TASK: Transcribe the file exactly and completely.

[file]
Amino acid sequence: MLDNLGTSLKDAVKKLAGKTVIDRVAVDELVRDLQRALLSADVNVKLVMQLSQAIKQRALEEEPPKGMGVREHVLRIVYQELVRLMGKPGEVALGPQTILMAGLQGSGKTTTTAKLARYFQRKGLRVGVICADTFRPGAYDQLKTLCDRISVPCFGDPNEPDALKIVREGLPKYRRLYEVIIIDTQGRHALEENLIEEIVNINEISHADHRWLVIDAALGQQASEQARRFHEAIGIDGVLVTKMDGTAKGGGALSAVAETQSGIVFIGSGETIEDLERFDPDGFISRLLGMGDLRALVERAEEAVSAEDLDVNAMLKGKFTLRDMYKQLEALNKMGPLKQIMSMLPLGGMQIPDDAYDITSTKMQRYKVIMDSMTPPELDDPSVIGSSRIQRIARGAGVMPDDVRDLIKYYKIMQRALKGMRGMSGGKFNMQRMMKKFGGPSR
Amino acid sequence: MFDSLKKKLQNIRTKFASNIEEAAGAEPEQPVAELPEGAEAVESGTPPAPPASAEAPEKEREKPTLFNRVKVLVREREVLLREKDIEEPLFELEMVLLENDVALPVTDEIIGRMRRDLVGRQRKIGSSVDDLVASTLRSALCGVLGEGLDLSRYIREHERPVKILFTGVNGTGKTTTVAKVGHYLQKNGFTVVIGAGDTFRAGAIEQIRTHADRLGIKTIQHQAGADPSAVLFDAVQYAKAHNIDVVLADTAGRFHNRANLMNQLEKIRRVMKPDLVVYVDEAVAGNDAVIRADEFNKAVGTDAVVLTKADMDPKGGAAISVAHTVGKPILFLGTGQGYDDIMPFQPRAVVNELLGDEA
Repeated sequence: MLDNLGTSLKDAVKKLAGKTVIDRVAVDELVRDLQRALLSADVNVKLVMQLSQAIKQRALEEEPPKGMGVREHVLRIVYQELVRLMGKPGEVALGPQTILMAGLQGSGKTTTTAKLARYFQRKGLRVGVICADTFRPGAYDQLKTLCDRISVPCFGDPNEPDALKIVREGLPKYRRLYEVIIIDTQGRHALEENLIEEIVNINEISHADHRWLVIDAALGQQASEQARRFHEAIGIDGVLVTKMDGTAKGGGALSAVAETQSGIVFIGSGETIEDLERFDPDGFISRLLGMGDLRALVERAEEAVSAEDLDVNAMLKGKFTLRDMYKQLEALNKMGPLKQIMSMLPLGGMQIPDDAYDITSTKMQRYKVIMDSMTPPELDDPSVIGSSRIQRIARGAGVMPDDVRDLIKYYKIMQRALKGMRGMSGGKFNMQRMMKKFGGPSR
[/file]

Amino acid sequence: MLDNLGTSLKDAVKKLAGKTVIDRVAVDELVRDLQRALLSADVNVKLVMQLSQAIKQRALEEEPPKGMGVREHVLRIVYQELVRLMGKPGEVALGPQTILMAGLQGSGKTTTTAKLARYFQRKGLRVGVICADTFRPGAYDQLKTLCDRISVPCFGDPNEPDALKIVREGLPKYRRLYEVIIIDTQGRHALEENLIEEIVNINEISHADHRWLVIDAALGQQASEQARRFHEAIGIDGVLVTKMDGTAKGGGALSAVAETQSGIVFIGSGETIEDLERFDPDGFISRLLGMGDLRALVERAEEAVSAEDLDVNAMLKGKFTLRDMYKQLEALNKMGPLKQIMSMLPLGGMQIPDDAYDITSTKMQRYKVIMDSMTPPELDDPSVIGSSRIQRIARGAGVMPDDVRDLIKYYKIMQRALKGMRGMSGGKFNMQRMMKKFGGPSR
Amino acid sequence: MFDSLKKKLQNIRTKFASNIEEAAGAEPEQPVAELPEGAEAVESGTPPAPPASAEAPEKEREKPTLFNRVKVLVREREVLLREKDIEEPLFELEMVLLENDVALPVTDEIIGRMRRDLVGRQRKIGSSVDDLVASTLRSALCGVLGEGLDLSRYIREHERPVKILFTGVNGTGKTTTVAKVGHYLQKNGFTVVIGAGDTFRAGAIEQIRTHADRLGIKTIQHQAGADPSAVLFDAVQYAKAHNIDVVLADTAGRFHNRANLMNQLEKIRRVMKPDLVVYVDEAVAGNDAVIRADEFNKAVGTDAVVLTKADMDPKGGAAISVAHTVGKPILFLGTGQGYDDIMPFQPRAVVNELLGDEA
Repeated sequence: MLDNLGTSLKDAVKKLAGKTVIDRVAVDELVRDLQRALLSADVNVKLVMQLSQAIKQRALEEEPPKGMGVREHVLRIVYQELVRLMGKPGEVALGPQTILMAGLQGSGKTTTTAKLARYFQRKGLRVGVICADTFRPGAYDQLKTLCDRISVPCFGDPNEPDALKIVREGLPKYRRLYEVIIIDTQGRHALEENLIEEIVNINEISHADHRWLVIDAALGQQASEQARRFHEAIGIDGVLVTKMDGTAKGGGALSAVAETQSGIVFIGSGETIEDLERFDPDGFISRLLGMGDLRALVERAEEAVSAEDLDVNAMLKGKFTLRDMYKQLEALNKMGPLKQIMSMLPLGGMQIPDDAYDITSTKMQRYKVIMDSMTPPELDDPSVIGSSRIQRIARGAGVMPDDVRDLIKYYKIMQRALKGMRGMSGGKFNMQRMMKKFGGPSR